“But…why not?”

“Because I said so!”

Wanting no part in this squabble, I sank low into my dining room chair. I tried to count how many times I had said fuck since walking into the house, and came up blank. Maybe there were too many to count, or maybe I had impressed my in-laws with my curse-curbing. Or maybe no one gave two shits about my language (“He’s not going to tell you what you can and can’t say,” M would later tell me). But as much as I didn’t want to get involved, part of me wanted to see how this was going to play out. 

Just how angry could my father-in-law get?

M’s younger sister, R, got that gleam in her eye when she wanted to start something. M may be the shit-starter in the family, but R’s the shit-stirrer. The next thing I know, she turns to M and says the following:

“Dad’s right, M. Shut the truck up.”

I put my hand over my mouth to stifle a snicker as the others at the table started beaming and giggling. From the living room, their father raised his bewildered head to see what loophole R just trounced through. 

M, grinning, fired back, “No, you need to truck off!” 

“No, truck you, M!” Laughter rippled around the table. In a minute, the two of them were trading insults, replacing the F-word with “truck” and creating as many absurd variations of the swear word as they could. I gave up hiding behind my hands and joined in laughing until my FIL caught on and stood up.

Stop that,” he commanded. “What did I just tell you all?”

“But we’re not swearing,” R protested. “We just said ‘truck’.”

“I know what you’re doing!” Like a thermometer, redness rose up from my FIL’s neck through his face. “And I said stop!

“Knock it off you two,” T, the youngest, chimed in. Until now, he had been quiet, hesitant almost to join in the merrymaking. But if M is the shit-starter and R is the shit-stirrer, he’s the shit-keeper of the group. To his siblings, he instructed, “Stop trucking with Dad.”

All of us burst into loud guffaws, holding our sides, even as our angry patriarch stormed into the kitchen and ripped open the refrigerator door. “Disrespect!” he roared. “Disrespectful bloody lot of ye! Asked for ye to not bloody well swear in me own house! This is what I have! Disrespectful bloody kids!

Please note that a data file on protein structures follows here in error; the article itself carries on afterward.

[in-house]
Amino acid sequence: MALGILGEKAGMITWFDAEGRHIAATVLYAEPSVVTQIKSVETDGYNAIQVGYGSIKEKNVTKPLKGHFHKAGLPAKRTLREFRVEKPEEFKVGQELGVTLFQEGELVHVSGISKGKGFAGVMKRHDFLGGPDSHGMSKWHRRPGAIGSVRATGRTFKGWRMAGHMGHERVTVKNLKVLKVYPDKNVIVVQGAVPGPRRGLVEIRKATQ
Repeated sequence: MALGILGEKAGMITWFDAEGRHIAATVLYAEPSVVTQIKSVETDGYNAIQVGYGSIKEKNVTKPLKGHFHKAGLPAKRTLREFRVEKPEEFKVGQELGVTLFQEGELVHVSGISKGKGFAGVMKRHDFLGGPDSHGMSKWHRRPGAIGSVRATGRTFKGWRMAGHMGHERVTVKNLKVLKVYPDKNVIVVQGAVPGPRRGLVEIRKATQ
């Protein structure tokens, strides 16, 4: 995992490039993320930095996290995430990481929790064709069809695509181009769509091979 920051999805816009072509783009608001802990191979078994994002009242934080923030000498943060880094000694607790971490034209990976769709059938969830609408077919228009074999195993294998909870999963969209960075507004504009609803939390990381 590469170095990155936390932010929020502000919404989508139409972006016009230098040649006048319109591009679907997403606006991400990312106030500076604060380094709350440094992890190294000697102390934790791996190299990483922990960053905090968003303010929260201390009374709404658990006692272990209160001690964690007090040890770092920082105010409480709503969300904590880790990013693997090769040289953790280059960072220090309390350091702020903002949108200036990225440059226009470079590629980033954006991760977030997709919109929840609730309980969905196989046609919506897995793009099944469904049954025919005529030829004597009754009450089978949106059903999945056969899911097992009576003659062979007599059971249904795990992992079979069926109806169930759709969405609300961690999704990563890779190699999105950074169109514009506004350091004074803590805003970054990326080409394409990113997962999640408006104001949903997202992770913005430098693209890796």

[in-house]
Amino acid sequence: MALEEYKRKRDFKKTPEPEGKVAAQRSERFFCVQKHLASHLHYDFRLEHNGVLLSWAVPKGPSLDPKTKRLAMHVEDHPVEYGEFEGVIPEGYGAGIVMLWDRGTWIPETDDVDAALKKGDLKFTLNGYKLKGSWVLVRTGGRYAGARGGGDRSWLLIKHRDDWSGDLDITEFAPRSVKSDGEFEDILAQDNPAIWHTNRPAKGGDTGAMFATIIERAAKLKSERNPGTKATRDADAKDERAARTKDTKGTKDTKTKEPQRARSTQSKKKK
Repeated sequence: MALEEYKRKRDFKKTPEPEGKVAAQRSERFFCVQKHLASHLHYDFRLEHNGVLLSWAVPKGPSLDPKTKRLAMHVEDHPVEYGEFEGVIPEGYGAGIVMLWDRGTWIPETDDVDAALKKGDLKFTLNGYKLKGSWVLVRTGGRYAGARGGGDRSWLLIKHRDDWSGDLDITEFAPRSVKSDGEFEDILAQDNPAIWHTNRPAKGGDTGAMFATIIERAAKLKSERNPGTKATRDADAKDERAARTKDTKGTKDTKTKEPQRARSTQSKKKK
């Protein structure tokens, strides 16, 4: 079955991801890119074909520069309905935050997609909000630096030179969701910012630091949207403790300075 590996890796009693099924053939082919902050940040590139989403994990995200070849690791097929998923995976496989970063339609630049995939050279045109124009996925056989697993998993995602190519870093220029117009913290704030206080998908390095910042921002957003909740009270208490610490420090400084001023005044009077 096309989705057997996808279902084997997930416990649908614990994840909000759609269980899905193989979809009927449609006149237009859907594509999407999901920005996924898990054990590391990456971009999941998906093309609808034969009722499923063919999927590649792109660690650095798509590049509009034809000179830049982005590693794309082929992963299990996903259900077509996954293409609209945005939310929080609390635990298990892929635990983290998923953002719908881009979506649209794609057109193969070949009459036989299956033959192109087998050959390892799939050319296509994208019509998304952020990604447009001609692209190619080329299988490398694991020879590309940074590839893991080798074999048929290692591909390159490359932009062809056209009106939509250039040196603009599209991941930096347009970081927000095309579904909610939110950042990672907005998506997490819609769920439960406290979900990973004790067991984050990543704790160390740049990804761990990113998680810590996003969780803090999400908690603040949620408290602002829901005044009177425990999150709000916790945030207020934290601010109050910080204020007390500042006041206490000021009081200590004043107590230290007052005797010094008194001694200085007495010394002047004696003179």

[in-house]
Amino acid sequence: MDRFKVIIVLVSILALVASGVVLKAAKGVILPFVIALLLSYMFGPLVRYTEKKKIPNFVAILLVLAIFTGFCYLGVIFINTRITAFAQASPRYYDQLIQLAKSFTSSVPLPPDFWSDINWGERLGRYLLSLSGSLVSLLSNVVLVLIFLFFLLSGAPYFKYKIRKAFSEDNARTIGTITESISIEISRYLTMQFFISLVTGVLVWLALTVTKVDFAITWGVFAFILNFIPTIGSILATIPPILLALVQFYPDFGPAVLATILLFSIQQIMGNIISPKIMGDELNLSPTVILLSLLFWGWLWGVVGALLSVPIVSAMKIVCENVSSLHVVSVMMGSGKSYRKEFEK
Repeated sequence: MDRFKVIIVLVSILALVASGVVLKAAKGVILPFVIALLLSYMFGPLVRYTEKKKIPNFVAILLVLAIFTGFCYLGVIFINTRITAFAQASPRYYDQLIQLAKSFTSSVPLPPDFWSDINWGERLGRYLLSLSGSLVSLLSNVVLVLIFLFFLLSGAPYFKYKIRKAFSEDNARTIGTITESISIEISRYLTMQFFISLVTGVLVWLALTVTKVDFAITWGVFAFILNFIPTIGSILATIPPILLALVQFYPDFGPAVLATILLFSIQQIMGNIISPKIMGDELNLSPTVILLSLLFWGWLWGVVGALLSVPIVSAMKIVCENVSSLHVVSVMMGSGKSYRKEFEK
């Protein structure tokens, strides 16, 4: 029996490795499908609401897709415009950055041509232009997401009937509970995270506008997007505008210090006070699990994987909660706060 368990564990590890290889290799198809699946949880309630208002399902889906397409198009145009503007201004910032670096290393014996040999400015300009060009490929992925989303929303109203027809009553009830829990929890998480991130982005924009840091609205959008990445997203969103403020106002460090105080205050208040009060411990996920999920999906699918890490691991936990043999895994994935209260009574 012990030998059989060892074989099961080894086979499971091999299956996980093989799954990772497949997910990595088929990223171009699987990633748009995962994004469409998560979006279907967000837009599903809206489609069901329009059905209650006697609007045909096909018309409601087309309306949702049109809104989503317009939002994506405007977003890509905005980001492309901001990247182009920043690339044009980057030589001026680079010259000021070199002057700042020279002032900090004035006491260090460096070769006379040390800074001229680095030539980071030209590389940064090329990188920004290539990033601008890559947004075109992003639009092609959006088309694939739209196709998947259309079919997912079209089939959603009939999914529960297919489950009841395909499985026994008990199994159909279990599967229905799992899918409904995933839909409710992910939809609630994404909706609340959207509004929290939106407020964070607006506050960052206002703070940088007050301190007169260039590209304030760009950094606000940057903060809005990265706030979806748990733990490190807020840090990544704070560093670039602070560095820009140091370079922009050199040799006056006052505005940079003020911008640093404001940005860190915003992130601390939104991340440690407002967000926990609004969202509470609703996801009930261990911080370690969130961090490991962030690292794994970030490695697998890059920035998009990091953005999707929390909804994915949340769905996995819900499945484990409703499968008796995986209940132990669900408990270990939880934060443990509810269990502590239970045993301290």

We fell silent as he stomped out of the kitchen and back into the living room. The only sounds were Ralphie attempting to decipher his Little Orphan Annie Decoder Ring coming from the television. With beer in hand, my FIL plopped back down on his chair, cracked open his beer, and kicked up his feet. 

No one around the table said anything for a solid minute. In the pit of my stomach, I thought, Well, we did it. We went too far. We pushed a poor man to his limits. 

But then R, still stirring shit, says, “Hey, can someone help me out after dinner? I think there’s a light out on my truck.” 

Then my father-in-law exploded and took us all with him.

1Fun fact: I got used to saying “cunt” in high school, probably because girls didn’t say it that often and I knew it was the one word I could use that they wouldn’t. Don’t bring “bitch” to a “cunt” fight, motherfucker. 

2Another fun fact, I was never comfortable saying “pussy” as slang for a vagina until I was in my thirties. I always demurred and went with “hoo-ha.” Now, I can say “pussy” all day long and it doesn’t bother me. I mean, I’ll say vagina first, but “pussy” doesn’t bother me now. Yes, I was comfortable saying “cunt” long before saying “pussy.” Make of that what you will. 

3Sidebar: on a family trip to Ireland and Northern Ireland, my FIL went absolutely bonkers with road rage in the car and I heard him use the word fook for the first time in front of me. I had been married to his oldest child for a year-and-a-half.

Author & Bi-Feminist-Killjoy. Occasionally has something interesting to say. The importance is debatable. Your mileage may vary. Books: "Icarus" and "A Bitter Spring"